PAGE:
Stash logs better with Logstash

Imagine you wake up one day, open your front door, and find huge wooden logs of different shapes and sizes placed in your front yard. On one of them is a note that says, “Well, here have ’em, all the logs, both structured and unstructured. Please deliver all the furniture by the end of the week or else … Now, if you’re inexperienced in “woodwork”, you need to start thinking. This is, more or less, how I felt when I was first assigned a task like this.

At the time, I faced a fair amount of difficulties bringing the logs from servers to visualize in kibana. The area which was most troubling and rewarding was figuring out logstash. This blog is a helpful summary of what I learned about logstash and how it helped. So, Ladies, Gentlemen, and others, sit tight and read on.

Needless to say, this blog is for beginners. Not just to ELK, but to logging as a whole.

Fortunately for us, computer geeks, we are seldom alone in our struggle. We usually have a whole international community online to help us through our pain. I have the same community to thank as well.

This is how we are gonna move, I have divided this blog in four sections. I’ll talk about four different things in each of them.

  1. Input logs visibility in logstash
  2. Bottlenecks I faced.
  3. Output?
  4. Configuration options
  1. How to see the logs:

While setting up logstash pipeline, I kept running into a loop of trial and error.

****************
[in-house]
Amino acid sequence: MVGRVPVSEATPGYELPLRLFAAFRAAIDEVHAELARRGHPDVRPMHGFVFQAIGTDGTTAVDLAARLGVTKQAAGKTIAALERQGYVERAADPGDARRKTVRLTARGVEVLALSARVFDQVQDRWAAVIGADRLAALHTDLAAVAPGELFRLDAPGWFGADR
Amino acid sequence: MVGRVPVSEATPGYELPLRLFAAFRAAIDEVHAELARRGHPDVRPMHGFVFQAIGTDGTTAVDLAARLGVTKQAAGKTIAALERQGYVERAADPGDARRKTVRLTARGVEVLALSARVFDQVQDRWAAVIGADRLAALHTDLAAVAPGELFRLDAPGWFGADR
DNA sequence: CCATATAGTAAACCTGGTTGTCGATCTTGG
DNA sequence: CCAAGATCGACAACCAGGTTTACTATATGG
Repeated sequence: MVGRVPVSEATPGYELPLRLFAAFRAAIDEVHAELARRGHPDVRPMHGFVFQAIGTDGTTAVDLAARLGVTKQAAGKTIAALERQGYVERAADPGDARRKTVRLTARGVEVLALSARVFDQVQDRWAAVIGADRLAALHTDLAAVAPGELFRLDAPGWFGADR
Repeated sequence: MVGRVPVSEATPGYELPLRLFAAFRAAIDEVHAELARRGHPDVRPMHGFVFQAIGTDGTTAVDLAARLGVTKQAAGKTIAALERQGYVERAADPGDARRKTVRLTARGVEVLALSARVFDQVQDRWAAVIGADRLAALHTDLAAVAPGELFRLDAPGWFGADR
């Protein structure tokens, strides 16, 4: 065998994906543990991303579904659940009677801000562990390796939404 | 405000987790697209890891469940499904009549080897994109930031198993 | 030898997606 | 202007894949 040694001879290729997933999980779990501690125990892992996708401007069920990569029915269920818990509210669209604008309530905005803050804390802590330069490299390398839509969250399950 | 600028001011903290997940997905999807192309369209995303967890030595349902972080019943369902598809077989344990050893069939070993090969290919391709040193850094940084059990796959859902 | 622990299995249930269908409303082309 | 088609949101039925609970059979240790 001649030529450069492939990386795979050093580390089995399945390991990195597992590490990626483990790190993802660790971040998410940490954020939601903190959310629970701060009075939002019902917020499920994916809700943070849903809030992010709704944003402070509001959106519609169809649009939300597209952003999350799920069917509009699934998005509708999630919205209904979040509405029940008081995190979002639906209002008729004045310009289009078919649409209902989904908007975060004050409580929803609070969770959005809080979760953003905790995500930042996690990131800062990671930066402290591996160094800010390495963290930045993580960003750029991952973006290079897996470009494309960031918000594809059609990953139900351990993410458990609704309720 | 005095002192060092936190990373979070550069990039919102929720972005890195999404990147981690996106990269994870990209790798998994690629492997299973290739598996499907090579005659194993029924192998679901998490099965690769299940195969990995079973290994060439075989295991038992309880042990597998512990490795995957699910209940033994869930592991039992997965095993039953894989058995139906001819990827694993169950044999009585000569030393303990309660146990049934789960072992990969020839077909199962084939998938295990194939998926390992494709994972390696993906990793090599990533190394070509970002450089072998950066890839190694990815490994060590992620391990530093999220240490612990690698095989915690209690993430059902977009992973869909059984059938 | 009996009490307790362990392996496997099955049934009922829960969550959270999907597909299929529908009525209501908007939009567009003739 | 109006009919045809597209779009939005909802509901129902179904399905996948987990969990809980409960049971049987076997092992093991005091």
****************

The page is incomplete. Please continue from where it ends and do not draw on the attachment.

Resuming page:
Fig. 1: too much work

Not only this, I couldn’t see the actual data coming from filebeat to logstash. This made filtering the logs a little more difficult than it had to be.

Turns out we can get out of this easily enough. All we have to do is start another instance of logstash with the right input and output options.

Goto /usr/share/logstash this is where logstash is installed in my case.

bin/logstash -f input-filter-output.conf --config.reload.automatic /tmp/test-filter

input-filter-output.conf file here contains custom configuration to go over our log lines in detail. Usually, people keep the output as stdout so that they can look at the processed log lines as they come.

Example file:

input { generator { count => 1 lines => [ ‘2020/01/08 13:42:29 RequestID: 251906c6-15ed-e972-5165-218675e2494b – URL:/healthcheck – processed in 0.000(s)’ ] } }
filter {
output { stdout { codec => rubydebug { metadata => true } } }

2. Bottlenecks I faced:

Usually, when we are starting out, even simple problems feel like a bottleneck. It is only after one spends enough time than they realize if it really was one. I will explain my hindrances and will leave that decision to you.

a.) Conditions: Since I had little idea about what an ‘event’ consists of, i.e., the actual data in log lines, I couldn’t decide how to put conditions on them. It was only after I used the technique described above that I was able to place required conditions for filtering my data.

b.) Grok: My log lines were unstructured and I had little experience with regular expressions so using grok patters to extract fields was a bit of a challenge. To be fair, it was quite a challenge until I figured out using regular expressions. It takes a little practice but once you figure it out, things become quite easy. Here are some useful links to understand regex.